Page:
Tag

Self-Healing

There are plenty of things I like to gift myself: Chocolate. Foot massages at that Thai place. Pumpkin spice lattes (soy, of course). Kitchen gadgets. Fuzzy socks. Anything with avocado.

There are few things that I actually need though. In fact, I would call these things treats rather than gifts. A gift is something far grander. A gift doesn’t need to be tangible, but it most definitely should be substantial. 

The important thing to ask yourself here is,
“What do I long for most? – that I have the power to gift myself?”

So what can you gift yourself with?

  1. Grace. Be kind to yourself. When you put your foot in your mouth at a meeting, when you screw up a family member’s big day, when you’re late – again, when you look in the mirror, when you can’t squeeze into those old jeans, when you can’t finish a workout, when you know you should’ve, but didn’t; be kind. Turn off that barrage of hateful commentary in your head, and extend yourself some mercy. You’ll be surprised how light you feel. 
  2. Confidence. Take pride in whatever you’ve accomplished in your short time here on earth and don’t let the small things go unnoticed. It is so difficult for many to simply get up every morning and persevere through each moment of their day. Your struggles are your badges of honor, don’t short change them! There is always much more on the horizon to reach, accomplish, or conquer, but that’s tomorrow’s battle. Get ready for that battle by building your confidence from your past ones and how you’ve learned and grown from experiencing them.
  3. Honesty. Oftentimes, we let our emotions cloud our reality. Whether it’s regarding our health, our wealth, or our emotional well-being, we often lie to ourselves saying we’re OK, or we’re fine, or we’re trying our best, when we aren’t. Not really. Honesty is the foundation for integrity, proactivity, and success. Our truthfulness about who we are, what we do, and how we function is important because it allows us to see our reality and not build false pretenses that will ultimately hurt us in the long run. 
  4. Gratitude. Thank yourself. No, really! Sometimes it’s hard to be a present parent when work is at its busiest time of year, or to listen to a friend’s problems when you yourself have had a long, exhausting day. Much like you would thank others for their time, their energy, their knowledge, thank yourself too! The other side of the coin is to show gratitude to God, the Universe, Fate, or the Powers that Be. Whatever it is that you believe in, showing gratitude to someThing or someOne “above” for your lot in life is one of the most powerful things you can do because it is the most humbling. So give thanks, and give it often!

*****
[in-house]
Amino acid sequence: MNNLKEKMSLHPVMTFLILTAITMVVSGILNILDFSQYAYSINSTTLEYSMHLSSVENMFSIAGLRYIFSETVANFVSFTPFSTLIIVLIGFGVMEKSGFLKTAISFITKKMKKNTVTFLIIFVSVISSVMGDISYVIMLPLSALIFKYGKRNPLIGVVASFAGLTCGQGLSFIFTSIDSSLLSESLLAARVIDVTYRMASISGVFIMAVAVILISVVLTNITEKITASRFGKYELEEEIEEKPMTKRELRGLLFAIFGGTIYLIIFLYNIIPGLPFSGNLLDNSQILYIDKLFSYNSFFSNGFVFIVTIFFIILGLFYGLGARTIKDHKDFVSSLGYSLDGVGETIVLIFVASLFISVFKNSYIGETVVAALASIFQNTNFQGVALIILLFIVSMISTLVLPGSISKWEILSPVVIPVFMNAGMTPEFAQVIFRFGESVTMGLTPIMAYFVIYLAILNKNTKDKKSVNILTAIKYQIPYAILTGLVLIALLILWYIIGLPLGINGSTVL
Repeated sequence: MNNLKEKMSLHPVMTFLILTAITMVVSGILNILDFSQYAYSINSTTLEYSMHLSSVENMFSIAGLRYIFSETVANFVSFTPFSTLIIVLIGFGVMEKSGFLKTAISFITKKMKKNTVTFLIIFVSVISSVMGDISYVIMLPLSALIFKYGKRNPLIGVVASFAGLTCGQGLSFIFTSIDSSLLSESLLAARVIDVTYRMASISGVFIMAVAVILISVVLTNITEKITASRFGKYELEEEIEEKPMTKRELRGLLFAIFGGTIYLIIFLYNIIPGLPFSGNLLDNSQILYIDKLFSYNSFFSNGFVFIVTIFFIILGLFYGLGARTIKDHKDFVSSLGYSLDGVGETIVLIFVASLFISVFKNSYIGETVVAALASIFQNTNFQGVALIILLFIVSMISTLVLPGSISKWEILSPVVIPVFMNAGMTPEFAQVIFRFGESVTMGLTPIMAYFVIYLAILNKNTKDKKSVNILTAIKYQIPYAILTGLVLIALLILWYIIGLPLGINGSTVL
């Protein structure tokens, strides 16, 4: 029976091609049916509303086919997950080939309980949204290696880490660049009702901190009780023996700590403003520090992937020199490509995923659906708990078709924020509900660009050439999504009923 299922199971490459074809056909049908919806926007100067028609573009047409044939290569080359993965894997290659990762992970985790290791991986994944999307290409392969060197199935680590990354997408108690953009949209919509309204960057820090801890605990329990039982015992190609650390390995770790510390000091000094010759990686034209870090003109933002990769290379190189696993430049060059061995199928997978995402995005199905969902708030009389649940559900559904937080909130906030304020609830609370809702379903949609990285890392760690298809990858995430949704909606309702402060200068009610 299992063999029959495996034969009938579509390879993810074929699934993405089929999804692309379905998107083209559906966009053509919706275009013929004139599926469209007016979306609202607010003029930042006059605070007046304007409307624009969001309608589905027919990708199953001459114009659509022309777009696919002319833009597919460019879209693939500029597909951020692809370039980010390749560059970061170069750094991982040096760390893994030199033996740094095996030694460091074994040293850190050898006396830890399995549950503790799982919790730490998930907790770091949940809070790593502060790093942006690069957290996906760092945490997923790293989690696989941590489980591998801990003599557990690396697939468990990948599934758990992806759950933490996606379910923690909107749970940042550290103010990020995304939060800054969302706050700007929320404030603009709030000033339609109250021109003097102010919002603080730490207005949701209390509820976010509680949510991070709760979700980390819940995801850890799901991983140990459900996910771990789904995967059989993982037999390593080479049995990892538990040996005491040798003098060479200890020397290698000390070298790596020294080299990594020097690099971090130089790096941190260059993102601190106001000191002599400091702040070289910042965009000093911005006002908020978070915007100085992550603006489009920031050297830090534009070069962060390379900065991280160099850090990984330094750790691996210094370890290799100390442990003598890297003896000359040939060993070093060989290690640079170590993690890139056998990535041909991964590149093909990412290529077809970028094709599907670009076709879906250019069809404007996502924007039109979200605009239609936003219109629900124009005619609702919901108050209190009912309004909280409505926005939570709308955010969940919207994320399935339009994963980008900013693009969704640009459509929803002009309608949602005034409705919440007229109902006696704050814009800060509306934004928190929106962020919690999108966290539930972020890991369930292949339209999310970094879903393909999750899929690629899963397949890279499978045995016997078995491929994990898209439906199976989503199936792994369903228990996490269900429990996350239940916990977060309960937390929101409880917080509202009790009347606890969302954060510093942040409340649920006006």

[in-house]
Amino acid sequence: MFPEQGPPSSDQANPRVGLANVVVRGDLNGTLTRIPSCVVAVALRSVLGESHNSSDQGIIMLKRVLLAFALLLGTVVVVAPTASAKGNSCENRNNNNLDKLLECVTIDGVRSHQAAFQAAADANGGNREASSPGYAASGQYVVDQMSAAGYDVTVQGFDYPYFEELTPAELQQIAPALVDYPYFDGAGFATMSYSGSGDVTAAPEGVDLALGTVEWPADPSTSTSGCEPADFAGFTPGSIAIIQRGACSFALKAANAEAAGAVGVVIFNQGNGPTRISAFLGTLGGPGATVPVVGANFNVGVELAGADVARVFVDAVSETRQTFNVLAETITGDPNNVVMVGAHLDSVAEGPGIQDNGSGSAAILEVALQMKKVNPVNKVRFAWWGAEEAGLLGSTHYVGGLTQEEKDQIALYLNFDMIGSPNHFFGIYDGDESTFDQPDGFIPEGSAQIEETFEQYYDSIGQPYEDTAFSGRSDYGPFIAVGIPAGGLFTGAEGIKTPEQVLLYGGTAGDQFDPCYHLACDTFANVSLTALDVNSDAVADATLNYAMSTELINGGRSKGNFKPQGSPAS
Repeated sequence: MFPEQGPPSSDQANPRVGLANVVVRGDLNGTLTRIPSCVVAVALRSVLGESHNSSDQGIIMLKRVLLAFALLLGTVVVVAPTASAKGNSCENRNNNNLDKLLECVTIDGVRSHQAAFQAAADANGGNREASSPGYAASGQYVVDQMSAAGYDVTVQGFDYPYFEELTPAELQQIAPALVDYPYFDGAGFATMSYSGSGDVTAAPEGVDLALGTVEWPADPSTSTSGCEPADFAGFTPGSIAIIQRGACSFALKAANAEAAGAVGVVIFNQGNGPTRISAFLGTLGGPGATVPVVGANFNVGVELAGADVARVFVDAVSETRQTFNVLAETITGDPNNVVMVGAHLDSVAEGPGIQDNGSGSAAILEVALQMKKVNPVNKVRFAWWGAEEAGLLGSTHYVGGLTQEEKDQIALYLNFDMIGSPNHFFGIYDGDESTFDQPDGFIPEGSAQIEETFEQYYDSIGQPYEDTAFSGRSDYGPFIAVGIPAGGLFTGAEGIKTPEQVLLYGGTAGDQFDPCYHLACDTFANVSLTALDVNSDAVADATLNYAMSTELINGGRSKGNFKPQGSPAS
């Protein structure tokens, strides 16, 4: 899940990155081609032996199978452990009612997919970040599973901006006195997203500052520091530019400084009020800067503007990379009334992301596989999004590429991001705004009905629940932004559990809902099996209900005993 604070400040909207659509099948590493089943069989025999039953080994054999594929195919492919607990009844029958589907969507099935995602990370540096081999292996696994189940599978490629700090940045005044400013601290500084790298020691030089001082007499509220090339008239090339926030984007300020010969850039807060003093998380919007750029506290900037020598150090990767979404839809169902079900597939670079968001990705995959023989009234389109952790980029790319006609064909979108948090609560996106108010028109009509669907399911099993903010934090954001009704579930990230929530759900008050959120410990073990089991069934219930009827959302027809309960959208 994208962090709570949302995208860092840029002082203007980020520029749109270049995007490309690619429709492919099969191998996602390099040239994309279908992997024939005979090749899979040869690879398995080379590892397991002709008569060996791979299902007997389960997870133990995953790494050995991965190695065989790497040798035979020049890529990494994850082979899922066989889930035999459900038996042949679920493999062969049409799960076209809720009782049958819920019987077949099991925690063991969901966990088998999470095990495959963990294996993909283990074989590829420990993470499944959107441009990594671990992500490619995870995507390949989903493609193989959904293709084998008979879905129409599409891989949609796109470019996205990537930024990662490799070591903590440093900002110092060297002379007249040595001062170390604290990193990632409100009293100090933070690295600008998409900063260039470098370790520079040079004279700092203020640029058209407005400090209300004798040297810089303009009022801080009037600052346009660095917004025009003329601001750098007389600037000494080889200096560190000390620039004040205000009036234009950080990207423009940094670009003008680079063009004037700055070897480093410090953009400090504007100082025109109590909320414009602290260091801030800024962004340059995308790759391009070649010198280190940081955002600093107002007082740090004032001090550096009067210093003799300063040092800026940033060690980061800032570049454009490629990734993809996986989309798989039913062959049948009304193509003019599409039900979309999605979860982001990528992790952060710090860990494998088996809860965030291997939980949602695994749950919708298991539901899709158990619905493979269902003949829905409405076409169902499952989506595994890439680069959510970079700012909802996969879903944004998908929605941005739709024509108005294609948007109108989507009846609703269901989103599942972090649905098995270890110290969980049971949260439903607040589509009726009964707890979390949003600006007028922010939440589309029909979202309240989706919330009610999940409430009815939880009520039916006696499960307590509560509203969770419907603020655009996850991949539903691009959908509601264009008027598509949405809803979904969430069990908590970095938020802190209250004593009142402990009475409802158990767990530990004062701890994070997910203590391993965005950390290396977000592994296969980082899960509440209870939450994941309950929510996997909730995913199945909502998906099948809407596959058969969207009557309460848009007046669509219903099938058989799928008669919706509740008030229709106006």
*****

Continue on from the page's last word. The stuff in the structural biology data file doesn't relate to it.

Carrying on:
5. Letting go. Often times we hold on to slights against us or slights we’ve made against others. Whether it’s guilt or anger, pride or despair, letting go can be a difficult thing to do. But these emotions bind us, and we can only be free once we let them go. So let go of that hurt, that pain, and gift yourself with a sigh of relief. 
  6. Forgiveness. Maybe you’ve started noticing a trend here 🙂 Forgiveness is a part of letting go, and it’s so coveted because it is something so rarely given. We’re not built to be quick about forgiving or forgetting anything. The smallest of slights stick in our mind forever, but we’ve got to train ourselves to face those tough situations, people, or emotions, and come to terms with them. Forgive yourself for your shortcomings, your weaknesses, your mistakes. Forgive, and in time, forget. 
  7. Love. There’s a difference between learning to stop being your own enemy and loving yourself. Loving yourself requires active participation, it is not a passive act. Loving yourself is very similar to loving others. You take notice, and you begin to find things you like: physical things like the way you smile or crinkle your nose when you laugh, emotional things like how you show restraint when someone verbally attacks you, or mental things like how you persevere through a tricky problem at work to find a solution everyone can agree on. Pretty soon you realize how unique these things make you, and how you light up every time you notice them happen again. This is how our love for others grows, it is also how our love for ourselves grows. Gift yourself with taking the time to fall in love with yourself.  

This holiday season, in all your selflessness, don’t forget about gifting yourself with what you really need: a heart filled with ease and joy. Happy holidays!!

Hi y’all! Happy December! This month I’ll be posting every day until Christmas week with healthy recipes, holiday DIYs, articles for health, and more. That’s 20 posts! 

I’m also doing a GIVEAWAY! That’s right, you can enter to win a mystery gift basket full of my favorite health, nutrition, and beauty items worth over $150!